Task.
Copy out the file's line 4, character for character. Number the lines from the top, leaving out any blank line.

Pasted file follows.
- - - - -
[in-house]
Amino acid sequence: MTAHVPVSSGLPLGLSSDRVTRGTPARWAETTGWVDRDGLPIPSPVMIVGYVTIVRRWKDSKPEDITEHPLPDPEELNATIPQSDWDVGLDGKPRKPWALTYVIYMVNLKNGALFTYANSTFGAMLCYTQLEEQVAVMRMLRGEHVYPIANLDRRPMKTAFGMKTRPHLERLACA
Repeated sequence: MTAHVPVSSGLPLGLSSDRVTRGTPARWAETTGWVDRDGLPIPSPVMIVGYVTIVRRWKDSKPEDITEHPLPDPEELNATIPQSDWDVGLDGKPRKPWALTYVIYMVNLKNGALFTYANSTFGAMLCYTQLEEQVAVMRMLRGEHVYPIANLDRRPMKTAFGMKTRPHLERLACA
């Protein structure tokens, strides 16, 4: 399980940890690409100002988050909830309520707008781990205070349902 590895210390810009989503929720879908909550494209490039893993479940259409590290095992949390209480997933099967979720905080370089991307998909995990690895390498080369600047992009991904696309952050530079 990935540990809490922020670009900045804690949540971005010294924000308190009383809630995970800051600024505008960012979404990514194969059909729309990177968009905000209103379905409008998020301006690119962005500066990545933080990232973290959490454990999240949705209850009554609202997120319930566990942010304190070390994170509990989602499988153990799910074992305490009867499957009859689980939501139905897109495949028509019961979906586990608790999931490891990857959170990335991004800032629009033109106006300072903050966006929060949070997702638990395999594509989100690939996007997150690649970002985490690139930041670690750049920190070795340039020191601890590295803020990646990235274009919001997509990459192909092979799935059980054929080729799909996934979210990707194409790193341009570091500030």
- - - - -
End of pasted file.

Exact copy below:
């Protein structure tokens, strides 16, 4: 399980940890690409100002988050909830309520707008781990205070349902 590895210390810009989503929720879908909550494209490039893993479940259409590290095992949390209480997933099967979720905080370089991307998909995990690895390498080369600047992009991904696309952050530079 990935540990809490922020670009900045804690949540971005010294924000308190009383809630995970800051600024505008960012979404990514194969059909729309990177968009905000209103379905409008998020301006690119962005500066990545933080990232973290959490454990999240949705209850009554609202997120319930566990942010304190070390994170509990989602499988153990799910074992305490009867499957009859689980939501139905897109495949028509019961979906586990608790999931490891990857959170990335991004800032629009033109106006300072903050966006929060949070997702638990395999594509989100690939996007997150690649970002985490690139930041670690750049920190070795340039020191601890590295803020990646990235274009919001997509990459192909092979799935059980054929080729799909996934979210990707194409790193341009570091500030």